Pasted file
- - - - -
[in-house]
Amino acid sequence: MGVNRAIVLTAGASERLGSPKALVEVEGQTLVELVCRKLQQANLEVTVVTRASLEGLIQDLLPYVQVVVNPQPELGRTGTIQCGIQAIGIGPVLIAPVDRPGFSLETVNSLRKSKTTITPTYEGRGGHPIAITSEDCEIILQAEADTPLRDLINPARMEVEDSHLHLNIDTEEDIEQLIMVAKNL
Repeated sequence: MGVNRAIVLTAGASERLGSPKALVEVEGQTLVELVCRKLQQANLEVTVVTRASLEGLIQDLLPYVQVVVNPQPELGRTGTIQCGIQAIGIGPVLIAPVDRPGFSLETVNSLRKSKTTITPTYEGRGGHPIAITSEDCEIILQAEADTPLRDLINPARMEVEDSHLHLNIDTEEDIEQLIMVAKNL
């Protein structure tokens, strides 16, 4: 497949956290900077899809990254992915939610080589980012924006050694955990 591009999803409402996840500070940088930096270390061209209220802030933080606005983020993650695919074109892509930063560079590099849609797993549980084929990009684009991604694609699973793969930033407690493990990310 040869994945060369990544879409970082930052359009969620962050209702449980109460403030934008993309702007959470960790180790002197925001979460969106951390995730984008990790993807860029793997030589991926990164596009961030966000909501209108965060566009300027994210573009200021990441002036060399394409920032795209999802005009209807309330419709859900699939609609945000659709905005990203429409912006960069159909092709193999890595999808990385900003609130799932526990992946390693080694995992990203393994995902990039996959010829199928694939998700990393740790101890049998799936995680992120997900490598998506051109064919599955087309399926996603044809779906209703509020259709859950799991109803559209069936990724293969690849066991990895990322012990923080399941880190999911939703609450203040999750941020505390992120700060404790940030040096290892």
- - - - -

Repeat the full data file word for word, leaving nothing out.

[in-house]
Amino acid sequence: MGVNRAIVLTAGASERLGSPKALVEVEGQTLVELVCRKLQQANLEVTVVTRASLEGLIQDLLPYVQVVVNPQPELGRTGTIQCGIQAIGIGPVLIAPVDRPGFSLETVNSLRKSKTTITPTYEGRGGHPIAITSEDCEIILQAEADTPLRDLINPARMEVEDSHLHLNIDTEEDIEQLIMVAKNL
Repeated sequence: MGVNRAIVLTAGASERLGSPKALVEVEGQTLVELVCRKLQQANLEVTVVTRASLEGLIQDLLPYVQVVVNPQPELGRTGTIQCGIQAIGIGPVLIAPVDRPGFSLETVNSLRKSKTTITPTYEGRGGHPIAITSEDCEIILQAEADTPLRDLINPARMEVEDSHLHLNIDTEEDIEQLIMVAKNL
């Protein structure tokens, strides 16, 4: 497949956290900077899809990254992915939610080589980012924006050694955990 591009999803409402996840500070940088930096270390061209209220802030933080606005983020993650695919074109892509930063560079590099849609797993549980084929990009684009991604694609699973793969930033407690493990990310 040869994945060369990544879409970082930052359009969620962050209702449980109460403030934008993309702007959470960790180790002197925001979460969106951390995730984008990790993807860029793997030589991926990164596009961030966000909501209108965060566009300027994210573009200021990441002036060399394409920032795209999802005009209807309330419709859900699939609609945000659709905005990203429409912006960069159909092709193999890595999808990385900003609130799932526990992946390693080694995992990203393994995902990039996959010829199928694939998700990393740790101890049998799936995680992120997900490598998506051109064919599955087309399926996603044809779906209703509020259709859950799991109803559209069936990724293969690849066991990895990322012990923080399941880190999911939703609450203040999750941020505390992120700060404790940030040096290892």